Another picture has an even bigger variance. A picture of the right fielder/left fielder on the pencil box shows a fielder facing to the right. That pose was used for New York Mets infielder/outfielder Candy Nelson in the Buchner Gold Coin set, but Nelson is facing to the left instead. Still, that one is clearly the same image, too — merely reversed.

Below are all of the matches between the images on the pencil box and their corresponding Buchner Gold Coin cards.

  • Right Fielder/Left Fielder – Candy Nelson
  • Centre Field – Ed Cushmann
  • Second Base – Several Players
  • First Base – Danny Richardson
  • Shortstop – Jake Glasscock
  • Pitcher – Bill Hart
  • Batter – Dave Orr
  • Catcher – Jim Donahue

Now, you might have noticed there are nine pictures of players on the pencil box but I’ve only listed eight above. That’s because, as I said, one of the images on the box is not known to be used in the Buchner Gold Coin baseball card set.

A Missing Pose

N284 Buchner Gold Coin Barkley PittsburghN284 Buchner Gold Coin Pencil Box 3rd BaseThe lone picture unaccounted for in the Buchner Gold Coin set that appears on the pencil box is a card for the third baseman.

Here, we’ve got sort of a unique picture with a player clutching a ball and bending over. Now, there are some similarities to it to cards in the Buchner set. The closest example is for a pose found on several cards, including a card for Hall of Famer Buck Ewing. I’ve posted one here as an example — a card of Pittsburgh second baseman Sam Barkley.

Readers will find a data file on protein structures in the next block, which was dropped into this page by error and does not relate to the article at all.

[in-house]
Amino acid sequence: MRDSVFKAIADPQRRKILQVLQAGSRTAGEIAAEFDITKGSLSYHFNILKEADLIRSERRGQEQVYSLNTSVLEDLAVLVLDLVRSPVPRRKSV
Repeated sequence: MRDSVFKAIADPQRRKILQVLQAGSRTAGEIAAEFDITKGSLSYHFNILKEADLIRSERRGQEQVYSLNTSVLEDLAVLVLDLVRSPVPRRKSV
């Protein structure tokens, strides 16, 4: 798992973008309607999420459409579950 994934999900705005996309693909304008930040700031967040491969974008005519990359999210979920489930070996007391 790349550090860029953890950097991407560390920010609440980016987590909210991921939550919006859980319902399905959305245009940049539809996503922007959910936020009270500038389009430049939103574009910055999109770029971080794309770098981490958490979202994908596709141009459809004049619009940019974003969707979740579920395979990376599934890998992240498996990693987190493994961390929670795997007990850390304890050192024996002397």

While the pictures are somewhat similar, they are also not that close in appearance. In addition to the pictures appearing reversed, the image of the player on the pencil box shows a player bent down while Barkley is upright on his card.

So what gives here? If every other pose is found in the set, where’s this one?

One very interesting thing is that there are some known blank-backed Buchner Gold Coin cards (assumed to be poster cuts) that are not known to have made it into the regular set. As I detailed here, there were at least two (and quite possibly more) advertising posters for the Buchner Gold Coin set. Unfortunately, these posters are abundantly rare and I have never seen even one fully intact one. Thus, it is not known if this pose was used on a poster or not. But given that others exist, the possibility surely is there.

Could the pose have been used on a legitimate Buchner card that simply has not been discovered yet? Sure.

Fact is, the Buchner cards are quite rare. PSA has graded fewer than five of most of the known cards in the set, for example. In addition, Old Cardboard, which as scans of most cards in the set has not even acquired a scan of a supposed second card of Hall of Famer John Ward. In short, the cards are quite difficult to find and while adding a new one to the checklist would be unique, it would not really be unheard of.

For now, though, the mystery remains as to if this was a pose used on a legitimate Buchner card or even on one of their advertising posters.